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by Health By Principle

Iodine: Not Enough, Too Much, and Why You Need to Regulate Your Supplements


by Jana Bounds

Like most things in life, there can't be a one-size-fits-all approach to iodine consumption. The levels needed depend on a number of variables, including age, gender, the supplements you take, if you double dose those supplements (we’re talking to our HBP Electrolyte Supplement double dosers) and if you have certain autoimmune diseases that impact the thyroid gland, like Graves’ disease or Hashimoto’s disease.  

Looking back into American history, iodine gained attention in the early 1920s. Children residing near the Great Lakes and in the Pacific Northwest experienced goiters (swollen necks) due to iodine deficiency, which was attributed to insufficient iodine levels in the soil of those regions. Moreover, these children often suffered from compromised brain development. 

The introduction of iodized salt brought about a significant change for most of the American population. In 1924, Morton developed iodized salt and made it available in stores, aiming to enhance the health of Americans. Subsequently, the Food and Drug Administration mandated that the salt packaging include the message: "This salt provides iodine, a necessary nutrient." 

Now, iodine deficiency only impacts around 5% of the U.S. population, although that number has been marginally increasing since 1950, influenced by dietary changes. Meanwhile, it remains one of the most common and most easily and inexpensively resolved nutrient deficiencies in the world, impacting around 2.2 billion people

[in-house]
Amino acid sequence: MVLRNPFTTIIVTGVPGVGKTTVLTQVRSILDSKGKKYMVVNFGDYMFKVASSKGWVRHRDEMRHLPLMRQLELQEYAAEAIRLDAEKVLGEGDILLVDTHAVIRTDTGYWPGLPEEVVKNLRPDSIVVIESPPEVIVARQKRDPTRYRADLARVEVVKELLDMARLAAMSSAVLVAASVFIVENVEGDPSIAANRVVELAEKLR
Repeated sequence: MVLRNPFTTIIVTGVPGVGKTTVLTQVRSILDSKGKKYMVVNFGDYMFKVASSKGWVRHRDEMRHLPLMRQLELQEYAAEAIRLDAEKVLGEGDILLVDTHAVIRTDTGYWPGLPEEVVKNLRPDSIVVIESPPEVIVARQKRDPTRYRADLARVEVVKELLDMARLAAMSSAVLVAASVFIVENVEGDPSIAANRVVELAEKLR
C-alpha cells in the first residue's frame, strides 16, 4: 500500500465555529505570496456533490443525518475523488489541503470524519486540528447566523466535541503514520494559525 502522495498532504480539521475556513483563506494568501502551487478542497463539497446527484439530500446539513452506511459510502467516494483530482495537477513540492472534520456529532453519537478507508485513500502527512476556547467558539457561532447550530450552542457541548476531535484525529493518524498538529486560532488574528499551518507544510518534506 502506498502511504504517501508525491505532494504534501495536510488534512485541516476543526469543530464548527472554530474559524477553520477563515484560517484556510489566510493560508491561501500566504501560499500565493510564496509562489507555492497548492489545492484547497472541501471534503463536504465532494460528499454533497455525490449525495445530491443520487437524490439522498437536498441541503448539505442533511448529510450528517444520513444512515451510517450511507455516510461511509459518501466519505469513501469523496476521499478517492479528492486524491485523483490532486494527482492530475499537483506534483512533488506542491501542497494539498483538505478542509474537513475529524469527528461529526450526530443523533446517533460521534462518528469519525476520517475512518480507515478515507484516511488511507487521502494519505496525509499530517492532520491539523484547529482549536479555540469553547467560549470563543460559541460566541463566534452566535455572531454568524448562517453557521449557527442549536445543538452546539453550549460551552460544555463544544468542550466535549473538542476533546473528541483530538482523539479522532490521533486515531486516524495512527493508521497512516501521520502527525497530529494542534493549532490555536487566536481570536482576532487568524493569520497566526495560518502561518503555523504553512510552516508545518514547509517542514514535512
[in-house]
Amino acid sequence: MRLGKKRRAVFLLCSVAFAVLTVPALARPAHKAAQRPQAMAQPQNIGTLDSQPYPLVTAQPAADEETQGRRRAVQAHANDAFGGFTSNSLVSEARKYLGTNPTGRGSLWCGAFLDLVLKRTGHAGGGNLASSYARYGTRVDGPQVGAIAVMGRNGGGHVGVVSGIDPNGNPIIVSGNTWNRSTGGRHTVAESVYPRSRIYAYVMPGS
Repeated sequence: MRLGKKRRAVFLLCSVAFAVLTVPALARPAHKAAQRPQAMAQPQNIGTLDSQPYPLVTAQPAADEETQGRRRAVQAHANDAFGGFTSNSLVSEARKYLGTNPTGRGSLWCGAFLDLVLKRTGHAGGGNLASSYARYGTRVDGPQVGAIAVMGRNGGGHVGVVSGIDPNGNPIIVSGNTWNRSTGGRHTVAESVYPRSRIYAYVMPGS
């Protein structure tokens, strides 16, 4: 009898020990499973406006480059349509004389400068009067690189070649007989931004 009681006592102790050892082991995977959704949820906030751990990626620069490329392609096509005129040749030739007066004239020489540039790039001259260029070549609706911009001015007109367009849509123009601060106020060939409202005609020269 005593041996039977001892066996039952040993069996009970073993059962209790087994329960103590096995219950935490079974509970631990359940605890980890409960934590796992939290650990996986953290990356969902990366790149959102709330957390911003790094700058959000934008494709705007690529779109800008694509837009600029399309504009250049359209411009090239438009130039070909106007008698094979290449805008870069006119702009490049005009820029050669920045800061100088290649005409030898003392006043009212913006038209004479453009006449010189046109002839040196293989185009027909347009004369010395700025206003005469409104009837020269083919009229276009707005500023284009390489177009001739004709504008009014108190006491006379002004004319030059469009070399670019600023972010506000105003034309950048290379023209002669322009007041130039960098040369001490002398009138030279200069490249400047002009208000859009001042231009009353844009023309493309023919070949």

Where Does Iodine Come From?  

Iodine can be found naturally in soil and seawater, and is present in fish, shellfish, dairy products, eggs, beef liver, chicken, fortified infant formula and foods like fortified breads and cereals. However, diets in many areas—particularly in Europe and Third World countries where the soil and food supply have low iodine levels—can’t provide adequate iodine without offering salt fortified with iodine.  


“It is estimated that about 2 billion people suffer from iodine deficiency in the world, and the real tragedy is that the condition is so readily preventable. Addition of potassium iodate to salt is the simple solution,” according to McGill Office for Science and Society, noting how it can be accomplished inexpensively.  


Why is Iodine So Important? 

Iodine is an indispensable nutrient with profound implications for thyroid gland function. The thyroid gland, responsible for synthesizing thyroxine (T4) and triiodothyronine (T3), relies on iodine as an essential component in the production of these hormones. In fact, T4 is actually a molecule with four iodine in it and T3 is the same molecule with three iodine in it. The thyroid reduces T4 to T3 under normal healthy conditions.  

The rate at which T4 is converted to T3 helps us see if the thyroid is healthy and can maintain proper metabolic rate, ensuring the correct functioning of many organs in the body.  

Iodine is important for everyone, but people with certain conditions and those supplementing with iodine should carefully manage and monitor their intake. We will discuss the specifics below.  


Iodine Deficiency and Toxicity